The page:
When you are required to exhibit strength, it comes


“Nietzsche was the one who did the job for me. At a certain moment in his life, the idea came to him of what he called ‘the love of your fate.’ Whatever your fate is, whatever the hell happens, you say, ‘This is what I need.’ It may look like a wreck, but go at it as though it were an opportunity, a challenge. If you bring love to that moment—not discouragement—you will find the strength is there. Any disaster that you can survive is an improvement in your character, your stature, and your life. What a privilege! This is when the spontaneity of your own nature will have a chance to flow.

Then, when looking back at your life, you will see that the moments which seemed to be great failures followed by wreckage were the incidents that shaped the life you have now. You’ll see that this is really true. Nothing can happen to you that is not positive. Even though it looks and feels at the moment like a negative crisis, it is not. The crisis throws you back, and when you are required to exhibit strength, it comes.”

“Joseph Campbell (1904-1987) was an American mythologist, writer and lecturer.  His work is vast, covering many aspects of the human experience. His philosophy is often summarized by his phrase: “Follow your bliss.”  He was born in New York City in 1904, and from early childhood he became interested in mythology. He loved to read books about American Indian cultures, and frequently visited the American Museum of Natural History in New York, where he was fascinated by the museum’s collection of totem poles. Campbell was educated at Columbia University, where he specialized in medieval literature, and continued his studies at universities in Paris and Munich. While abroad he was influenced by the art of Pablo Picasso and Henri Matisse, the novels of James Joyce and Thomas Mann, and the psychological studies of Sigmund Freud and Carl Jung. These encounters led to Campbell’s theory that all myths and epics are linked in the human psyche, and that they are cultural manifestations of the universal need to explain social, cosmological, and spiritual realities.”  (Sources: Wiki & Amazon)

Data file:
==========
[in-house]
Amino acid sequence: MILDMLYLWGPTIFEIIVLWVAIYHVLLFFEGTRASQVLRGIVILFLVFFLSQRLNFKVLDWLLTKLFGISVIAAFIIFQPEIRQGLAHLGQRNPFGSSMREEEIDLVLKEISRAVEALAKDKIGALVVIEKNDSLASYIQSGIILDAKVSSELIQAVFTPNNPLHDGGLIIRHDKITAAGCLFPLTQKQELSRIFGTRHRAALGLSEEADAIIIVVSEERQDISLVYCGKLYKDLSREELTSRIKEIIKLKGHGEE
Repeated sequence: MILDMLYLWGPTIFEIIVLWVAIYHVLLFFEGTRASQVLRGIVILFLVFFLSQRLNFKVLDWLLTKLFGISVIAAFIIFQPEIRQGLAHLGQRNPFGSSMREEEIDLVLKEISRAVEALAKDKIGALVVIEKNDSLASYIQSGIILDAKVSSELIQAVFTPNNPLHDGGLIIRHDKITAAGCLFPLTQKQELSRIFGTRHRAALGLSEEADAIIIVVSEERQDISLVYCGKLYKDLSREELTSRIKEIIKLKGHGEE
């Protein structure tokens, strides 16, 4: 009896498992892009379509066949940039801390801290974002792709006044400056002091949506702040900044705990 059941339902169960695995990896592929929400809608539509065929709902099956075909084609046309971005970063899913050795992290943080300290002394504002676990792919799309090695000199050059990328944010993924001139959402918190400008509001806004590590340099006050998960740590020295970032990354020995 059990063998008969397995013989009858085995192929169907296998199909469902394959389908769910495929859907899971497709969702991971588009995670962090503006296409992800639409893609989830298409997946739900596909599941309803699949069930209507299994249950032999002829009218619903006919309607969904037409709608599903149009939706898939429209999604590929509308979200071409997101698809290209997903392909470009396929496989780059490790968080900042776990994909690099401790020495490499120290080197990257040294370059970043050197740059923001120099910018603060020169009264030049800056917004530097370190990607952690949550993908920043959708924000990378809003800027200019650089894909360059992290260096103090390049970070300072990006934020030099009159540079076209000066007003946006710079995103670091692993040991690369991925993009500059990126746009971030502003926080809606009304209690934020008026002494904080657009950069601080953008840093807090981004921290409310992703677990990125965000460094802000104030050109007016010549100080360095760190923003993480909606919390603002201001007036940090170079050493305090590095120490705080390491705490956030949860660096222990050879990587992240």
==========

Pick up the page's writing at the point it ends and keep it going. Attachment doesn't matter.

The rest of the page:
Source: Journal of A Nobody.  Joseph Campbell portrait: TheStrengthsFoundation.org


  1. Reblogged this on Wholeheartedness and commented:
    Campbell is amazing. Unfortunately, he’s no longer with us but he left a vast body of work to continue to stimulate our minds…


  2. Nietzsche – that sun-in-the-fun guy…And yet, his philosophy resonates with me, as does Campbell’s perspective.


  3. Makere Stewart-Harawira says:

    Ah… Love both of them.. On second thoughts Joseph Campbell has it over Nietzsche for me. Great post David. Re blogging.


  4. I’ve always been a big Campbell fan, and this particular passage really resonates for me. Thank you, David, for sharing this….


  5. I really like Joseph Campbell…but those words made me think today about “the love of your fate.” I’ve been trying to be supportive and help a friend who is battling cancer. It’s hard to really feel those words in my friend’s instance. He looks to me for something positive, all the time, and it’s really tearing my heart apart to try and be strong and to see in each day whatever it is that I can give to my friend that will be positive…with all that is happening. “The love of your fate”…is truly difficult sometimes. I do still believe though in finding strength out of the hardship…and in keeping the light inside alive, no matter what happens.


  6. I am with him. When years pass by only then are we going to realize if we pay attention that all the headaches and heartaches were there to strengthen us and to help us accomplish what we need.


  7. If you’re looking for more Joe, try his Power of Myth work or his interviews with Billy Moyers. He cuts to the bone of human existence (IMHO).


  8. Reblogged this on JasReflections and commented:
    life in a battlefield….


  9. Reblogged this on An Elegant Mystery and commented:
    A wonderful reminder – something I needed to hear and someone else needs to as well. Reblogging



  1. […] When you are required to exhibit strength, it comes (davidkanigan.com) […]


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